"the first milk secreted in the breasts after childbirth," 1570s, from Latin colostrum "first milk from an animal," earlier colustra, a word of unknown etymology.
It forms all or part of: ablactation; cafe au lait; galactic; galaxy; lactate (v.); lactate (n.); lactation; lacteal; lactescence; lactic; lactivorous; lacto-; lactose; latte; lettuce.
It is the hypothetical source of/evidence for its existence is provided by: Latin lac (genitive lactis) "milk;" Greek gala (genitive galaktos), "milk;" Armenian dialectal kaxc' "milk." The initial "g" probably was lost in Latin by dissimilation. This and the separate root *melg-, account for words for "milk" in most of the Indo-European languages. The absence of a common word for it is considered a mystery.
1570s (adj.), "draining out;" 1610s (n.), in anatomy, "an emulgent vessel," from Latin emulgentem (nominative emulgens), present participle of emulgere "to milk out, drain out, exhaust," from assimilated form of ex "out" (see ex-) + mulgere "to milk" (from PIE root *melg- "to rub off; to milk"). Related: Emulgence.
1660s, "process of suckling an infant," from French lactation, from Late Latin lactationem (nominative lactatio) "a suckling," noun of action from past-participle stem of lactare "to suckle," from lac (genitive lactis) "milk" (from PIE root *g(a)lag- "milk"). Meaning "process of secreting milk from the breasts" first recorded 1857. Related: Lactational.
early 15c., "draw off (humors or spirits) as vapor," from Late Latin evaporatum, past participle of evaporare "disperse in vapor" (see evaporation). Intransitive sense by 1560s. Figurative use by 1610s. Related: Evaporated; evaporating. Evaporated milk (1870) is processed milk with some of the liquid removed by evaporation; it differs from condensed milk in being unsweetened.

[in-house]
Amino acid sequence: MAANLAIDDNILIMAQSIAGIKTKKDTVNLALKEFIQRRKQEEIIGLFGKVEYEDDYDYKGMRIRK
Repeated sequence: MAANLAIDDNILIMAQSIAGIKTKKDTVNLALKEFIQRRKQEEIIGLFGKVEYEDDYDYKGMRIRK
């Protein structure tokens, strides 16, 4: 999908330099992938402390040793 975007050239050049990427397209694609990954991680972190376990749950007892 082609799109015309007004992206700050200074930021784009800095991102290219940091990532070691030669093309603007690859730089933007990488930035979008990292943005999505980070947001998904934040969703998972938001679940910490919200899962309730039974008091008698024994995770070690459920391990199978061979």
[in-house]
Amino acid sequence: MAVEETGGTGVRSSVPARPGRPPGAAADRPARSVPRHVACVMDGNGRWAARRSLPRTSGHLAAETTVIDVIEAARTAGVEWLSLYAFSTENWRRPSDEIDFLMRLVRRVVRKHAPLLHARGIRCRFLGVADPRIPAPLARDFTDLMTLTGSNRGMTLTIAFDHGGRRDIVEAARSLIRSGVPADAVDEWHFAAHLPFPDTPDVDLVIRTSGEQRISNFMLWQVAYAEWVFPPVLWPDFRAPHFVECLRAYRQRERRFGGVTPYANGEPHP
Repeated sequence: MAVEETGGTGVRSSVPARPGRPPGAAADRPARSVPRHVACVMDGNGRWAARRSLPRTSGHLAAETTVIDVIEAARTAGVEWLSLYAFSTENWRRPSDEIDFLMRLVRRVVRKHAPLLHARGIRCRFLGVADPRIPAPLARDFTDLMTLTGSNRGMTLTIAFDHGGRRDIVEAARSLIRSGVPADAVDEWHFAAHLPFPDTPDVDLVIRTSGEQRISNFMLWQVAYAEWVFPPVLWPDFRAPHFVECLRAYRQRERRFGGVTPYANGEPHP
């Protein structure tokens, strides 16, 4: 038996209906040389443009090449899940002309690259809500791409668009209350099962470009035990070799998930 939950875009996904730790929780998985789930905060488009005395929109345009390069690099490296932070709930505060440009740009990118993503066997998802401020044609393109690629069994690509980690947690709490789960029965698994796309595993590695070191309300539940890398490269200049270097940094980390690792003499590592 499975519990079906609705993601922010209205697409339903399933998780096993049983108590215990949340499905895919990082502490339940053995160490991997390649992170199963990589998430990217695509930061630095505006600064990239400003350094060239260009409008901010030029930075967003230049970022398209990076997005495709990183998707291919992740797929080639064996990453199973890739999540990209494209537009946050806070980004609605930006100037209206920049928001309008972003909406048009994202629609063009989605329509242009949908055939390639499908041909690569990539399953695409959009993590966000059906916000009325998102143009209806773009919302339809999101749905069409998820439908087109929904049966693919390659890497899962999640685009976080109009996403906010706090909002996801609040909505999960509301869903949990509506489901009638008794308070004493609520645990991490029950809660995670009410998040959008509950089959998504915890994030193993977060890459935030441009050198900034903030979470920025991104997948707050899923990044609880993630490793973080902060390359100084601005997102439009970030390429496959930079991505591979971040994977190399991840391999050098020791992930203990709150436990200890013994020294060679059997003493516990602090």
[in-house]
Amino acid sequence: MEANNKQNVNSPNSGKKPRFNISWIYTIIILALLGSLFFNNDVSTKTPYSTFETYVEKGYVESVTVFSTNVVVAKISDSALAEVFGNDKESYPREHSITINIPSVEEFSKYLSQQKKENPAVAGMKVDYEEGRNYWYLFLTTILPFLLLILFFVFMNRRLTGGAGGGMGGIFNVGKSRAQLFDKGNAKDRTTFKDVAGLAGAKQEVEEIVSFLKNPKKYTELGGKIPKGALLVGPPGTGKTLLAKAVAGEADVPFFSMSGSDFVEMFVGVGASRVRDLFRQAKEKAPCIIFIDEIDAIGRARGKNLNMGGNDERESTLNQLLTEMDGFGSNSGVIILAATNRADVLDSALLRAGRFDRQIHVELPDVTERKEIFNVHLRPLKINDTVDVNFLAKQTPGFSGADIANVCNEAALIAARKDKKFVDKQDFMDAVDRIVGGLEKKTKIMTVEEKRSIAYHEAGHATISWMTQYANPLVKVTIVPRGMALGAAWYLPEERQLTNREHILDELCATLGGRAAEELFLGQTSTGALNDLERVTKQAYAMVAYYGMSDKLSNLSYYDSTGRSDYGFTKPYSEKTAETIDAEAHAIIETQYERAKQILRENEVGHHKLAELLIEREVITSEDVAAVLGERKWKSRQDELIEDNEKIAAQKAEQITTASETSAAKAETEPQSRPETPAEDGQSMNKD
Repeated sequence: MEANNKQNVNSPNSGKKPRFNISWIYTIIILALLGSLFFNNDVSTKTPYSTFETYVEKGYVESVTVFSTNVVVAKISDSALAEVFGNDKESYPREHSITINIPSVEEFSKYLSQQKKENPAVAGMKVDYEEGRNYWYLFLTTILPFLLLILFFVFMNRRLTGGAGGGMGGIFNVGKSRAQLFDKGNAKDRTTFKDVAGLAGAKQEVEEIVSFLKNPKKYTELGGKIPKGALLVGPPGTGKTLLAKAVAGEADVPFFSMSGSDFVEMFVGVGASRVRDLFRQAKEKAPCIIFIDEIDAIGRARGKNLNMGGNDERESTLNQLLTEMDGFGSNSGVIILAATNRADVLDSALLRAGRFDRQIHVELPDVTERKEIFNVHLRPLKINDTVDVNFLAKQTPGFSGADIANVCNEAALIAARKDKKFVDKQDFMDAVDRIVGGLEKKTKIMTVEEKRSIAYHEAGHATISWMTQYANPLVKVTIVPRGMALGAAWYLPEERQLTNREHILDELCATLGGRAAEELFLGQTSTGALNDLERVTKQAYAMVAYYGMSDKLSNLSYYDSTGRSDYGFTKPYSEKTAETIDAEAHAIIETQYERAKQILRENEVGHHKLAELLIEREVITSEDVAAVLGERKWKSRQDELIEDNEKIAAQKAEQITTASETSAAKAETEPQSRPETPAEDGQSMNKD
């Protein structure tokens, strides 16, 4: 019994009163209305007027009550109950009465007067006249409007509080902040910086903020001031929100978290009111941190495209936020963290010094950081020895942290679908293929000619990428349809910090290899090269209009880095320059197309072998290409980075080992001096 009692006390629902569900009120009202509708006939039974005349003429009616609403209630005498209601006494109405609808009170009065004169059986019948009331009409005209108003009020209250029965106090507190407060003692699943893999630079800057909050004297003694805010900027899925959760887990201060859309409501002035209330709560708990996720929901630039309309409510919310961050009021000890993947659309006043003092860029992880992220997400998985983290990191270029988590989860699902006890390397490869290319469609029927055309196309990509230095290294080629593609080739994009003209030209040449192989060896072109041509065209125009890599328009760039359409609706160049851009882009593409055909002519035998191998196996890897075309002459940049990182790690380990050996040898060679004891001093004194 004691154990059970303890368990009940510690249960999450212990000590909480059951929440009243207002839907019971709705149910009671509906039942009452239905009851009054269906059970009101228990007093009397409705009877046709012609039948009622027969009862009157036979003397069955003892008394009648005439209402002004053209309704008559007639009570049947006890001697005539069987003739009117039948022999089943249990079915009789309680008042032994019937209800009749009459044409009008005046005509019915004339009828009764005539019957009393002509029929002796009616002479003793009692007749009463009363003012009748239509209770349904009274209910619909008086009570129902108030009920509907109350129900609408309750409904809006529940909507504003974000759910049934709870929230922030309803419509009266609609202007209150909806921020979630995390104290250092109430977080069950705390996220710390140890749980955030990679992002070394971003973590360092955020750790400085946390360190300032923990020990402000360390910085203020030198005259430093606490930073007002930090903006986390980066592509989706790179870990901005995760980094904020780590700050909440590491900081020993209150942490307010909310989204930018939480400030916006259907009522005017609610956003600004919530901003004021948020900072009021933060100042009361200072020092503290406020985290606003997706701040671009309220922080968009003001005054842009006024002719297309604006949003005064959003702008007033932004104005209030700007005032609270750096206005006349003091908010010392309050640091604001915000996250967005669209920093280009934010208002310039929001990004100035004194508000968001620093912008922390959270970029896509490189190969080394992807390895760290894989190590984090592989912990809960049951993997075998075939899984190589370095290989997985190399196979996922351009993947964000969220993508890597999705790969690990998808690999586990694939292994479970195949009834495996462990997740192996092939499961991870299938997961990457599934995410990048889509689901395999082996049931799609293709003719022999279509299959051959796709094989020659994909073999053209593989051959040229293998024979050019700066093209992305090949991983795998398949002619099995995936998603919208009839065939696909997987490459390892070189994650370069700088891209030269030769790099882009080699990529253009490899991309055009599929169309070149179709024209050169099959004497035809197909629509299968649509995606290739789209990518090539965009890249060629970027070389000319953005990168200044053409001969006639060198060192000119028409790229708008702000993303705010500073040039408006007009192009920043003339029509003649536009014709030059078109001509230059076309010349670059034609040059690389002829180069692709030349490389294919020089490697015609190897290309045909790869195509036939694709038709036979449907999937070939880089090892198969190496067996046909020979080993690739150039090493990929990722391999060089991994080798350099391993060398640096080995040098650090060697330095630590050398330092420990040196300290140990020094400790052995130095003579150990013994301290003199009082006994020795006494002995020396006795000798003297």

Proto-Indo-European root meaning "to rub off," also "to stroke; to milk," in reference to the hand motion involved in milking an animal. Compare *g(a)lag-.
It is the hypothetical source of/evidence for its existence is provided by: Sanskrit marjati "wipes off;" Greek amelgein, Latin mulgere, Old Church Slavonic mlesti, Lithuanian melžti "to milk;" Old Irish melg "milk."
1670s as the name of a black mineral, oxide of manganese (used from ancient times in glassmaking for removing coloring matter), from French manganèse (16c.), from Italian manganese, alteration or corruption of Medieval Latin magnesia (see magnesia). From 1783 in English as the name of the metallic element.
From the middle of the eighteenth century the combinations of manganese were studied by various chemists, and finally, in 1774, the metal manganese was isolated by Gahn, but for years there was much confusion in regard to its specific name, and it was not until after the beginning of the present century that the name manganese (mangan in German) began to be generally adopted. [Century Dictionary, 1897]
Related: Mangano-, manganic, manganous, manganate.